Freed: Police Seize $500K Of Synthetic Drugs In Carlisle (VIDEO)

Andrew Carr
Carlisle Sentinel

Nearly $500,000 worth of synthetic drugs were seized from two retail establishments in the Carlisle borough on Friday.

Cumberland County District Attorney David Freed announced the seizure at a press conference on Tuesday, stating that the drugs were confiscated from the N.S. Deli in the first block of West Willow Street and Deli Creations on West Louther Street.

“What you see before you,” Freed said, motioning to the two tables heaped with packages of synthetic marijuana and bath salts, “is the result of an investigation going back several months involving the use of confidential informants and controlled purchases of mostly synthetic marijuana, but also bath salts, from two retail establishments in the borough of Carlisle.”


During the joint investigation with the Carlisle Police Department, Cumberland County Drug Task Force and Pennsylvania State Police, undercover officers purchased several packets of the drugs, which were then sent to the state police lab, where the packets tested positive for chemicals that were banned in June 2011.

“The undercover operations and the controlled purchases led to the drafting and approval of a search warrant,” Freed said. “That search warrant was executed on Friday, July 6, and as a result of that search warrant, police seized in excess of 20,000 doses of synthetic marijuana and baths salts from those locations. The bulk of what was seized in synthetic marijuana.”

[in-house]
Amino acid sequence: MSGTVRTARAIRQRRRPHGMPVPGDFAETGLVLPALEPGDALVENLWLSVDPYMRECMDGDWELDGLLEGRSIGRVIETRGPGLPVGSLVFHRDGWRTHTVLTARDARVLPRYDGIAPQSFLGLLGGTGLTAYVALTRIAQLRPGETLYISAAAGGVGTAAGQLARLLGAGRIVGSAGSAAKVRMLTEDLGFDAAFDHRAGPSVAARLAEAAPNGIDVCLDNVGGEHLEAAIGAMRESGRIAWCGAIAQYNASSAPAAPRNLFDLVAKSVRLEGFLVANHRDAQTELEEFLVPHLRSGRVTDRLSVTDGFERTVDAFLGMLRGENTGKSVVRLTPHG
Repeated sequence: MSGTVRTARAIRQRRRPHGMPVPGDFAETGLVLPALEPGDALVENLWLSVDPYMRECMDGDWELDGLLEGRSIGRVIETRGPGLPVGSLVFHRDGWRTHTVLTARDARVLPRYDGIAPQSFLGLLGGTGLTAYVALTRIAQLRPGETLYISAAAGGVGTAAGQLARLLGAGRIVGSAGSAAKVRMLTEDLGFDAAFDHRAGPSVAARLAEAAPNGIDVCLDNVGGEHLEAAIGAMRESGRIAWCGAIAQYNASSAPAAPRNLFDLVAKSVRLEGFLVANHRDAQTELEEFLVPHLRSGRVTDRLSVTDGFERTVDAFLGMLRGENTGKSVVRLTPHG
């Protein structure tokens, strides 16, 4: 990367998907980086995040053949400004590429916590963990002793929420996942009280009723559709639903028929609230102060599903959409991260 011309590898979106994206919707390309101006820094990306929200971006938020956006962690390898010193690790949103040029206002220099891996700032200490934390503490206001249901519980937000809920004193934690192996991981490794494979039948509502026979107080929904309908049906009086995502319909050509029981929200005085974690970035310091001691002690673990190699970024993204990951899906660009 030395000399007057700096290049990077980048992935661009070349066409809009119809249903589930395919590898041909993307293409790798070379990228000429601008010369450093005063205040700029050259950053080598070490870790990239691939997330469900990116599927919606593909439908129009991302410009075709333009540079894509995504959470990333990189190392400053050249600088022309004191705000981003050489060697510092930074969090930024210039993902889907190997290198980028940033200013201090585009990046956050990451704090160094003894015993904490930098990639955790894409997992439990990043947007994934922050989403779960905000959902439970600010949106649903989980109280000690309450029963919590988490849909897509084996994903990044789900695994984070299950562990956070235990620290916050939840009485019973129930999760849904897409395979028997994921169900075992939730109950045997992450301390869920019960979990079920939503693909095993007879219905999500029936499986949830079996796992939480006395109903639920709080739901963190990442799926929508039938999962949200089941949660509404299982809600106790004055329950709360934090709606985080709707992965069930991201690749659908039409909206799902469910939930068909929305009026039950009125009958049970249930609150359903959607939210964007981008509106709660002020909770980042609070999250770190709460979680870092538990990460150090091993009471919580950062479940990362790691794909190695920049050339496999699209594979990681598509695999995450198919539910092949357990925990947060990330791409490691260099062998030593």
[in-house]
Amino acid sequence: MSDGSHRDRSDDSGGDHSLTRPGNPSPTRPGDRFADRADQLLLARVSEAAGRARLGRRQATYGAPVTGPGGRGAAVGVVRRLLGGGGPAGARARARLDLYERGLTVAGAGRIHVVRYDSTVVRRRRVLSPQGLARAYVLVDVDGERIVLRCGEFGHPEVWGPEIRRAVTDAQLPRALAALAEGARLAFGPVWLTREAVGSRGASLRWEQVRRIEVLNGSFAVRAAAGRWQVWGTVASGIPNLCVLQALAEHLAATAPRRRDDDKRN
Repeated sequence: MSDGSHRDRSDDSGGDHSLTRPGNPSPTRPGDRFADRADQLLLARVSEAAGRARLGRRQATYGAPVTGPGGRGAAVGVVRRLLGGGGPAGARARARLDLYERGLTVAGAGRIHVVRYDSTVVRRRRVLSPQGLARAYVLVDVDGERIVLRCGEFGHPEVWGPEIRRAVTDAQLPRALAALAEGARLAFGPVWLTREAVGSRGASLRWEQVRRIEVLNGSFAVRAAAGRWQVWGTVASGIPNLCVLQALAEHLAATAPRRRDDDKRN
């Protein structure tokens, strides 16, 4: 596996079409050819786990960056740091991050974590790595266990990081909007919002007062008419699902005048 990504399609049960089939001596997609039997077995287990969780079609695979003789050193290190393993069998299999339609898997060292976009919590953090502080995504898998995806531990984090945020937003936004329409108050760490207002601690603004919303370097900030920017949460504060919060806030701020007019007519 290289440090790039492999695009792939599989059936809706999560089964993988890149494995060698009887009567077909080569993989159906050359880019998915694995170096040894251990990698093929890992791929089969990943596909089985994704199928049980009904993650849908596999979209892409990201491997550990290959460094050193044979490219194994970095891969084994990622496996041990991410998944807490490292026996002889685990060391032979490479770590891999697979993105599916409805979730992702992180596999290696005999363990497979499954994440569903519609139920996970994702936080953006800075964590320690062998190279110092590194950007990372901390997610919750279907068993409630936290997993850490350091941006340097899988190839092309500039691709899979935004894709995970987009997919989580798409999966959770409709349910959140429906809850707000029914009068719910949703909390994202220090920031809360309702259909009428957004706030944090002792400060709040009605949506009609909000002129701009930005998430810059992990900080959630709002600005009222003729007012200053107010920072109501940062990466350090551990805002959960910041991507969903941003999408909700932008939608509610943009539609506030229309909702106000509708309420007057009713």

According to Freed, 15,000 doses came from N.S. Deli and 5,000 doses came from Deli Creations with a retail value of more than $500,000.

“This problem unfortunately is one that is growing not just here, but also throughout this commonwealth,” he said. “Law enforcement responded to the proliferation of bath salts and marijuana last summer, and a law was passed by the legislature and passed into law by the governor banning certain formulations of bath salts and synthetic marijuana, essentially making them a controlled substance and making them subject to our criminal penalties in the commonwealth of Pennsylvania.”

Because the substances are relatively new, Freed said this was the biggest synthetic operation in the county.

Carlisle Police Chief Stephen Margeson complimented the officers and detectives who put in the time to make the case.

“These substances have been illegal since last summer, but they were still being obtained, used and abused by people in our community,” he said. “It was a multi-agency operation with excellent cooperation by all involved.”

While the drugs were not on display in the stores, they were easily accessible to a clerk who could sell them to anyone, Margeson said.

Some of the retail names on the packets of the drugs included Cloud 9, Barely Legal, Scooby Snacks, Atomic Afterlife, California Dream and Comatose Candy.

“Parents, if you see a wrapper like this around your house, it is not innocent stuff,” said Freed. “The most frightening thing is we don’t know what the effects are going to be because they are purely man-made. Some of these packages say ‘Not Fit For Human Consumption.’ Retailers can choose to engage in that fantasy if they want to, but we are not going to.”